Reported here is a system for calcium imaging in freely behaving Caenorhabditis elegans with well-controlled, nonlocalized vibration. This system allows researchers to evoke nonlocalized vibrations with well-controlled properties at nano-scale displacement and to quantify calcium currents during responses of C. elegans to the vibrations.
Nonlocalized mechanical forces, such as vibrations and acoustic waves, influence a wide variety of biological processes from development to homeostasis. Animals cope with these stimuli by modifying their behavior. Understanding the mechanisms underlying such behavioral modification requires quantification of neural activity during the behavior of interest. Here, we report a method for calcium imaging in freely behaving Caenorhabditis elegans with nonlocalized vibration of specific frequency, displacement, and duration. This method allows the production of well-controlled, nonlocalized vibration using an acoustic transducer and quantification of evoked calcium responses at single-cell resolution. As a proof of principle, the calcium response of a single interneuron, AVA, during the escape response of C. elegans to vibration is demonstrated. This system will facilitate understanding of neural mechanisms underlying behavioral responses to mechanical stimuli.
Animals are often exposed to nonlocalized mechanical stimuli such as vibrations or acoustic waves1,2. Because these stimuli influence homeostasis, development, and reproduction, animals must modify their behaviors to cope with them3,4,5. However, the neural circuits and mechanisms underlying such behavioral modification are poorly understood.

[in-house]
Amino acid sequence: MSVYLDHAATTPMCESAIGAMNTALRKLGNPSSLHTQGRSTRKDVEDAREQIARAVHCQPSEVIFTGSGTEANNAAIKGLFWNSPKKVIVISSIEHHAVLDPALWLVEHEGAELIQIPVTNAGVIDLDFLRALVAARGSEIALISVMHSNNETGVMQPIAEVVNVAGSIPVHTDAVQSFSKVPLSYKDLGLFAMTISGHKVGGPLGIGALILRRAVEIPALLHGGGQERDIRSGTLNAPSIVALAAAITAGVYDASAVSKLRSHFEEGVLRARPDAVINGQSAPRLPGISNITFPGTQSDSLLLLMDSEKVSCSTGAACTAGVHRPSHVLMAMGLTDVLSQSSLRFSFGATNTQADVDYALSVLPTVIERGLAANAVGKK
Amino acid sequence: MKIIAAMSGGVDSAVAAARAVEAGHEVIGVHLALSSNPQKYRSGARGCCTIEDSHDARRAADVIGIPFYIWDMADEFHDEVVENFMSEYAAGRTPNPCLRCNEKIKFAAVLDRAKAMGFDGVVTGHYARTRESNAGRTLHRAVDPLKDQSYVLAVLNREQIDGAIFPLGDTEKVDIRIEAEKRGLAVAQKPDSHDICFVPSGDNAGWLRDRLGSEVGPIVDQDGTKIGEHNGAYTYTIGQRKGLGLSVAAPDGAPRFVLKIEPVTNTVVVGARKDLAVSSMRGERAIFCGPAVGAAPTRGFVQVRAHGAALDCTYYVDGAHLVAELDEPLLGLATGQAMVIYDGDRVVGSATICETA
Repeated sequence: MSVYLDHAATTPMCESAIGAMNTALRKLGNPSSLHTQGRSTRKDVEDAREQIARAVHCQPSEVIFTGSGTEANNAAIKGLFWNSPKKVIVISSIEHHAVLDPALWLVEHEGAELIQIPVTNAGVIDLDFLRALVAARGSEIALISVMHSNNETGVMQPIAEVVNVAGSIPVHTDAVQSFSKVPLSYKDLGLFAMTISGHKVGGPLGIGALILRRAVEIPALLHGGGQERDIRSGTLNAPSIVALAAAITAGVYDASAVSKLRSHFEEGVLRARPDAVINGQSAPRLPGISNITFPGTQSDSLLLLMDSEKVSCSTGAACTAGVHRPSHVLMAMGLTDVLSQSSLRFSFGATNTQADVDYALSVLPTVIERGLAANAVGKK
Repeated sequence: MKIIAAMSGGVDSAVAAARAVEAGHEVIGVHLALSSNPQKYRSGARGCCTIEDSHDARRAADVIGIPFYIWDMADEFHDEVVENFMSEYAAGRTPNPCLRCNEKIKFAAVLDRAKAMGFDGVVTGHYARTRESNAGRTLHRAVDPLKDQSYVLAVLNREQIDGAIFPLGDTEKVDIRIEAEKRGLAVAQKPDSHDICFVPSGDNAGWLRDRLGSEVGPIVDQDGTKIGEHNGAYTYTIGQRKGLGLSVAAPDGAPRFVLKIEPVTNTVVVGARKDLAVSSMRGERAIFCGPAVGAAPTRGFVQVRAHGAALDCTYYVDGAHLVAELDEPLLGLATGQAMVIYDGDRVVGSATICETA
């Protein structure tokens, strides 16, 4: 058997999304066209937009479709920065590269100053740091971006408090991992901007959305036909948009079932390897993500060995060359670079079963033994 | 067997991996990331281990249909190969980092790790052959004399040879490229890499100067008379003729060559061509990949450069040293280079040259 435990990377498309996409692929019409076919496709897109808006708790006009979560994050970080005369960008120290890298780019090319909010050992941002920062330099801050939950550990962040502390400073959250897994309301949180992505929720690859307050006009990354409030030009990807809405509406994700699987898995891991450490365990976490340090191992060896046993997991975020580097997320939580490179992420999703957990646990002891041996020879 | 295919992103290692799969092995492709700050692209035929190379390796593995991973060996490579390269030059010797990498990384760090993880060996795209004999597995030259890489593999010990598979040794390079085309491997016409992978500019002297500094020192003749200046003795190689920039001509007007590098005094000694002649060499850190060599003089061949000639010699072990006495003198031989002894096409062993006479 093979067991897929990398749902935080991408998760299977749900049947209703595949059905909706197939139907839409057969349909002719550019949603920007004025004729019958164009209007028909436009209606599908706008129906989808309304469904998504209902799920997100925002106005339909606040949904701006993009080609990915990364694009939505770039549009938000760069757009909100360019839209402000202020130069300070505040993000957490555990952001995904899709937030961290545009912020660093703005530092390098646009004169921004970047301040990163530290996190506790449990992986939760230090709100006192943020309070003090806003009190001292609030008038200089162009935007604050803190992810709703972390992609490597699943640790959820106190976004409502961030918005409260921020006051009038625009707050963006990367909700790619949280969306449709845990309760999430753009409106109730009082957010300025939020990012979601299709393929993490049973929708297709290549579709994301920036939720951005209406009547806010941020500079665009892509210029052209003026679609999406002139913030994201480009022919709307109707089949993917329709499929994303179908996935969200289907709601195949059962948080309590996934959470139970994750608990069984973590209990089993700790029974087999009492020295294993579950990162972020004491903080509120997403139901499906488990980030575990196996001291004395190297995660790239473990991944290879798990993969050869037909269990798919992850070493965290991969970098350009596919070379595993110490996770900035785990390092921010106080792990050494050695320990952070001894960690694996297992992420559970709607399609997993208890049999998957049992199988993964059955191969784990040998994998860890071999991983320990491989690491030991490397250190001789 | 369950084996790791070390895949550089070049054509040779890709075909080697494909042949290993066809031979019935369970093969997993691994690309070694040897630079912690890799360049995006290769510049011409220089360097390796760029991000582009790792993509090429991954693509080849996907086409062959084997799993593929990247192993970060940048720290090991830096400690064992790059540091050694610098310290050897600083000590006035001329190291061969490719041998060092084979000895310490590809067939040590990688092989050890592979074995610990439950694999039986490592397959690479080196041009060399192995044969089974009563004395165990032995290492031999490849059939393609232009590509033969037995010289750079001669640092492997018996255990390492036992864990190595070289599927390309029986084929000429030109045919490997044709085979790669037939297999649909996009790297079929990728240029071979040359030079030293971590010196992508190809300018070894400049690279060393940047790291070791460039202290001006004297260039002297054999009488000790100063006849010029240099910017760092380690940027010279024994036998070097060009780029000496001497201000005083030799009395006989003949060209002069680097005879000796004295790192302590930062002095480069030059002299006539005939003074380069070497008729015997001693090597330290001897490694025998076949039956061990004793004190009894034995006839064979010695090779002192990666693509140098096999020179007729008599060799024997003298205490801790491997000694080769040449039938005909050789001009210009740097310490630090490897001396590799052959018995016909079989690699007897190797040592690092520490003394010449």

Mechanosensory behavior in the nematode, Caenorhabditis elegans, is a simple behavioral paradigm, in which worms usually change behavior from forward movement to a backward escape response when they encounter nonlocalized vibration6. The neural circuit underlying this behavior is composed primarily of five sensory neurons, four pairs of interneurons, and several types of motor neurons7,8. Additionally, worms habituate to such mechanical stimuli after spaced training involving repeated stimulation9,10,11. Therefore, this simple behavioral response constitutes an ideal system to investigate neural mechanisms underlying both nonlocalized vibration-evoked behavior and memory. A protocol for calcium imaging in freely behaving worms under the influence of nonlocalized vibrations is illustrated. Compared with previously reported systems, this system is simple in that it does not require an additional camera for tracking; however, it allows us to change the frequency, displacement, and duration of nonlocalized vibration. Because activation of the AVA interneurons induces the backward escape response, worms co-expressing GCaMP, a calcium indicator, and TagRFP, a calcium-insensitive fluorescent protein, under the control of an AVA-specific promoter were used as an example (see Table of Materials for details). The protocol demonstrates the activation of AVA neurons as a worm switches from forward to backward movement. This protocol facilitates understanding the neural circuit mechanism underlying mechanosensory behavior.
1. Cultivation of worms until calcium imaging
- Four days before a calcium imaging experiment, transfer two adult ST12 worms to a new nematode growth medium (NGM) plate (Table of Materials) on which Escherichia coli OP50 are streaked in a square pattern (approximately 4 mm x 4 mm) using a cell spreader so that the worm spends most of the time in the bacteria during calcium imaging12.
- Incubate this NGM plate for 4 days at 20 °C in an incubator (Table of Materials).
2. Hardware setup